97 home plan in Hassocks and Hurstpierpoint strategic gap rejected on appeal

demonstration against pollution at Stonepound crossroads, Hassocks ENGSUS00120130731084503
demonstration against pollution at Stonepound crossroads, Hassocks ENGSUS00120130731084503

An appeal to build 97 homes between Hassocks and Hurstpiertpoint has been rejected.

Developer Gleeson’s application to build on the site, known as Ham Fields, was refused by Mid Sussex District Council in May 2014 because of the traffic and air quality concerns at Stonepound Crossroads.

The developer appealed the decision and an appeal decision, published today, has revealed it was rejected again.

London Road resident Ian Tovey, said the decision was a rare victory for residents.

He said: “It is not very often that we beat these developers and this can only be seen as good news for people who are under threat from these land grabbers.

“The decision by the Inspector has significant weight and this decision will affect some current applications that are in the pipeline for the Village.

“Hassocks is in the process of creating its Neighbourhood Plan and the village has been told to find up to 600 new homes within the plan.

“Because of the air quality any new developments that could have a negative affect on the Junction should be refused.”

Access to the site, in open countryside behind homes in London Road, would be off London Road, which has an average daily weekday traffic flow of 14,000 vehicles.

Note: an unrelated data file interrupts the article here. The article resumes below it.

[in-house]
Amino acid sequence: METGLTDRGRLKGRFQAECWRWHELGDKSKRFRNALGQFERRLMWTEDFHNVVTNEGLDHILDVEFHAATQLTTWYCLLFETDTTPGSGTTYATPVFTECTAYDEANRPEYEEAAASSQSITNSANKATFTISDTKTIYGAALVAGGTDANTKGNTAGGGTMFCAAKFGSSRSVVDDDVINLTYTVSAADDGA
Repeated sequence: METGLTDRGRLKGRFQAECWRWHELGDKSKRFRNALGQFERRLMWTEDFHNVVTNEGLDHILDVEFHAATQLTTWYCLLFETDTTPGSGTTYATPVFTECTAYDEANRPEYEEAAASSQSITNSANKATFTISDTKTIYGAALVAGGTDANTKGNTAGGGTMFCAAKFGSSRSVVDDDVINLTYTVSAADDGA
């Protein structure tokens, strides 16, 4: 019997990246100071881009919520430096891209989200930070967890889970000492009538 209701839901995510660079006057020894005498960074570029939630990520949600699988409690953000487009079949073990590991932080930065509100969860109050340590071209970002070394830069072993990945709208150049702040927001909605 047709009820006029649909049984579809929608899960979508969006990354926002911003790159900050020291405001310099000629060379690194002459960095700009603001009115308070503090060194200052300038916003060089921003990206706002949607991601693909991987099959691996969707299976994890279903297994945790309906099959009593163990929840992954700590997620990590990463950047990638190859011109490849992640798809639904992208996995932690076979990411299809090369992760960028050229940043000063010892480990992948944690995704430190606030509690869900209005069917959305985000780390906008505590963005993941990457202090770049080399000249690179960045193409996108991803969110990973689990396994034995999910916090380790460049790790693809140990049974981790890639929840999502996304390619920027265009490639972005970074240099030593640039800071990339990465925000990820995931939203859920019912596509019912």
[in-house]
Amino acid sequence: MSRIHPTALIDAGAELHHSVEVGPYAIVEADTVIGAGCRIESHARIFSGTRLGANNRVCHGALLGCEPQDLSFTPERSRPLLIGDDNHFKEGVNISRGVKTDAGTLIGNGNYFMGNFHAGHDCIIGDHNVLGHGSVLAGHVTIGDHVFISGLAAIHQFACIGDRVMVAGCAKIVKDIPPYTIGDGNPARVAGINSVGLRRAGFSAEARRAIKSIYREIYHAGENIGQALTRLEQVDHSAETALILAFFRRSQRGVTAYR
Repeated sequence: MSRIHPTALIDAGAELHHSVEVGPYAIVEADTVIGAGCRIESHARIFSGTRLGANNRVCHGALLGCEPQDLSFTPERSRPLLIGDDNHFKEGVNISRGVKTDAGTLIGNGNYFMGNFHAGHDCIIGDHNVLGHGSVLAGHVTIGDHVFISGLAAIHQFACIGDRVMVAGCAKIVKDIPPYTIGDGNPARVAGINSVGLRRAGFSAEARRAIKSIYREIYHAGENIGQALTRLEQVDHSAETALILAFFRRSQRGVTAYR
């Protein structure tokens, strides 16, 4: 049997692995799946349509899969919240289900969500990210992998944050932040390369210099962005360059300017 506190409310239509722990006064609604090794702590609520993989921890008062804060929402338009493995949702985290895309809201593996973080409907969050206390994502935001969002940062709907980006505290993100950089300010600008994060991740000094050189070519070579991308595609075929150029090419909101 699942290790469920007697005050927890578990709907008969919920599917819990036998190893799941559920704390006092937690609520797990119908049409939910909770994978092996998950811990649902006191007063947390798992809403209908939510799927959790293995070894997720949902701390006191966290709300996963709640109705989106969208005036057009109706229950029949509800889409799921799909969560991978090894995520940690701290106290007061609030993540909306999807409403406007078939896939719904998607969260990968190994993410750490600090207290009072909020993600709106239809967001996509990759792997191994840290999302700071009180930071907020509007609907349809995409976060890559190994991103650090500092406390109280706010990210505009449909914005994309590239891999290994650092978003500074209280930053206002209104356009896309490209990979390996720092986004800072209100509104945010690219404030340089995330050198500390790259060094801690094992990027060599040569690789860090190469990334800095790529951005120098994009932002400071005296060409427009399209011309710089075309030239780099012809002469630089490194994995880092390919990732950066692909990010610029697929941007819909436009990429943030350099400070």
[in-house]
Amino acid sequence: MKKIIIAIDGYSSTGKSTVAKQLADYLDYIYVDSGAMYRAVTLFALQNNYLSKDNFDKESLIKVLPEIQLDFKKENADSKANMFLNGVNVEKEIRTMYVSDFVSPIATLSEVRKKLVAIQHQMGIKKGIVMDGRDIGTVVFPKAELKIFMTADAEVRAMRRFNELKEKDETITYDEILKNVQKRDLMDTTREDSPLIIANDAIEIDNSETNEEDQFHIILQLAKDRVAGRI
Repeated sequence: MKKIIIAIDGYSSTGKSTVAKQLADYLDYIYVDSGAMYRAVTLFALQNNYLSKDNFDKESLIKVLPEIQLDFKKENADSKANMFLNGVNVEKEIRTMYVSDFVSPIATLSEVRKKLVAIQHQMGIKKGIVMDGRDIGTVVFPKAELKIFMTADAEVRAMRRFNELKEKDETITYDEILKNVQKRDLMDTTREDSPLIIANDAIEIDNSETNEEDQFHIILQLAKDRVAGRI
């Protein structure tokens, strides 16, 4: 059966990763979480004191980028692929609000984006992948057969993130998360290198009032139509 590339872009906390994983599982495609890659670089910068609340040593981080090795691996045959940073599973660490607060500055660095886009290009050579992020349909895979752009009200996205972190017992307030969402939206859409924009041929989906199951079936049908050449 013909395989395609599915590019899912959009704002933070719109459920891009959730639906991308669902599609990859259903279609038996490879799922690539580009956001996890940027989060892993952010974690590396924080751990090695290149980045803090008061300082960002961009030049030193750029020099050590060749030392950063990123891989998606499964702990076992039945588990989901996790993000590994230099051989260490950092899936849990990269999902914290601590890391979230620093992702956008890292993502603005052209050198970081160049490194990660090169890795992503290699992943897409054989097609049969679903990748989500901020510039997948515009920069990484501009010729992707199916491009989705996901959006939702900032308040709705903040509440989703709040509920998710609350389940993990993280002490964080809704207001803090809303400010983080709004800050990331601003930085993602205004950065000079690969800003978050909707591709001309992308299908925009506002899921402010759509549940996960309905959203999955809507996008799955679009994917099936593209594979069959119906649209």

West Sussex Highways officers have expressed concern about road safety and the impact on Stonepound Crossroads, which, in their words is ‘subject to severe congestion’ and is also an Air Quality Management Area because of higher than average levels of nitrogen dioxide.

Mr Tovey added that he was pleased the inspector took the residents’ point of the importance of the local gap between Hassocks and Hurst, seriously.

He said: “The planning inspector refused to acknowledge the Local Gap as a point of refusal even though we fought for it.

“We kept this point up and took it to the inspectorate at the appeal and she has considered it as a point of refusal.

“Developers are like vultures trying to pick all the green areas around the boundary of Hassocks, the strategic gap has to be protected. The fact she’s made that statement makes a precedent for developments that gap has to be protected.”

The appeal inspectorate concluded: “I have found in the appellant’s favour in relation to the traffic impact of the proposed development.

“I also consider that it would have benefits in terms of the social and economic roles of sustainable development as envisaged by the Framework. In this respect, I give particular weight to the provision of market and affordable housing.

“However, notwithstanding the creation of the hedgerow and meadows, and that the scheme would cause no significant harm to the landscape character or visual amenity of the area,

“I have found that it would undermine the purpose of the Local Gap between Hurstpierpoint and Hassocks and reduce forever the land available to perform its important planning function.

“Furthermore, I cannot be certain that the development would not be detrimental to air quality, and therefore to human health, within the designated AQMA.

“Consequently, it would conflict with the environmental role of sustainable development.”

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